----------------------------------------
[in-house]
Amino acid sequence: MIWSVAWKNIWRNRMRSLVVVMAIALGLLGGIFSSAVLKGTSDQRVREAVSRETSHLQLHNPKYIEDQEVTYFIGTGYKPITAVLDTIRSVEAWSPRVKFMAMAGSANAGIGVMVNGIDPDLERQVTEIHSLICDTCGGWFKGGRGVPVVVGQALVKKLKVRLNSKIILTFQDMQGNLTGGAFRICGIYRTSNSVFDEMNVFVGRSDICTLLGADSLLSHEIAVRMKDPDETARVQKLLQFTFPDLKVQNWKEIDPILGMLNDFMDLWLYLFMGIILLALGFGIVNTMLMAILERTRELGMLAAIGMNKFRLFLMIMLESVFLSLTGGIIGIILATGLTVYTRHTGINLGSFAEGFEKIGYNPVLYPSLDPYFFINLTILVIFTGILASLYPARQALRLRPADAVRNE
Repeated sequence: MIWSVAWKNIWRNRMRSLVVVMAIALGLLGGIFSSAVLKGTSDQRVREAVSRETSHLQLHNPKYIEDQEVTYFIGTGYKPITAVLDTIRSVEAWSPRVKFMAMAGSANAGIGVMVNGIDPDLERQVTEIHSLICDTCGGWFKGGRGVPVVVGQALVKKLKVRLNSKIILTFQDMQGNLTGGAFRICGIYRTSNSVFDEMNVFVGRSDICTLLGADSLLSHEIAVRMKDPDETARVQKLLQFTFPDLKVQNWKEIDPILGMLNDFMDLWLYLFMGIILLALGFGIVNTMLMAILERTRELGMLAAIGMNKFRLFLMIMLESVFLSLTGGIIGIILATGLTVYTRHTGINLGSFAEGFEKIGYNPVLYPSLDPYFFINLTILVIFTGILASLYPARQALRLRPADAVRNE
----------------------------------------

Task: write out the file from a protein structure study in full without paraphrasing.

[in-house]
Amino acid sequence: MIWSVAWKNIWRNRMRSLVVVMAIALGLLGGIFSSAVLKGTSDQRVREAVSRETSHLQLHNPKYIEDQEVTYFIGTGYKPITAVLDTIRSVEAWSPRVKFMAMAGSANAGIGVMVNGIDPDLERQVTEIHSLICDTCGGWFKGGRGVPVVVGQALVKKLKVRLNSKIILTFQDMQGNLTGGAFRICGIYRTSNSVFDEMNVFVGRSDICTLLGADSLLSHEIAVRMKDPDETARVQKLLQFTFPDLKVQNWKEIDPILGMLNDFMDLWLYLFMGIILLALGFGIVNTMLMAILERTRELGMLAAIGMNKFRLFLMIMLESVFLSLTGGIIGIILATGLTVYTRHTGINLGSFAEGFEKIGYNPVLYPSLDPYFFINLTILVIFTGILASLYPARQALRLRPADAVRNE
Repeated sequence: MIWSVAWKNIWRNRMRSLVVVMAIALGLLGGIFSSAVLKGTSDQRVREAVSRETSHLQLHNPKYIEDQEVTYFIGTGYKPITAVLDTIRSVEAWSPRVKFMAMAGSANAGIGVMVNGIDPDLERQVTEIHSLICDTCGGWFKGGRGVPVVVGQALVKKLKVRLNSKIILTFQDMQGNLTGGAFRICGIYRTSNSVFDEMNVFVGRSDICTLLGADSLLSHEIAVRMKDPDETARVQKLLQFTFPDLKVQNWKEIDPILGMLNDFMDLWLYLFMGIILLALGFGIVNTMLMAILERTRELGMLAAIGMNKFRLFLMIMLESVFLSLTGGIIGIILATGLTVYTRHTGINLGSFAEGFEKIGYNPVLYPSLDPYFFINLTILVIFTGILASLYPARQALRLRPADAVRNE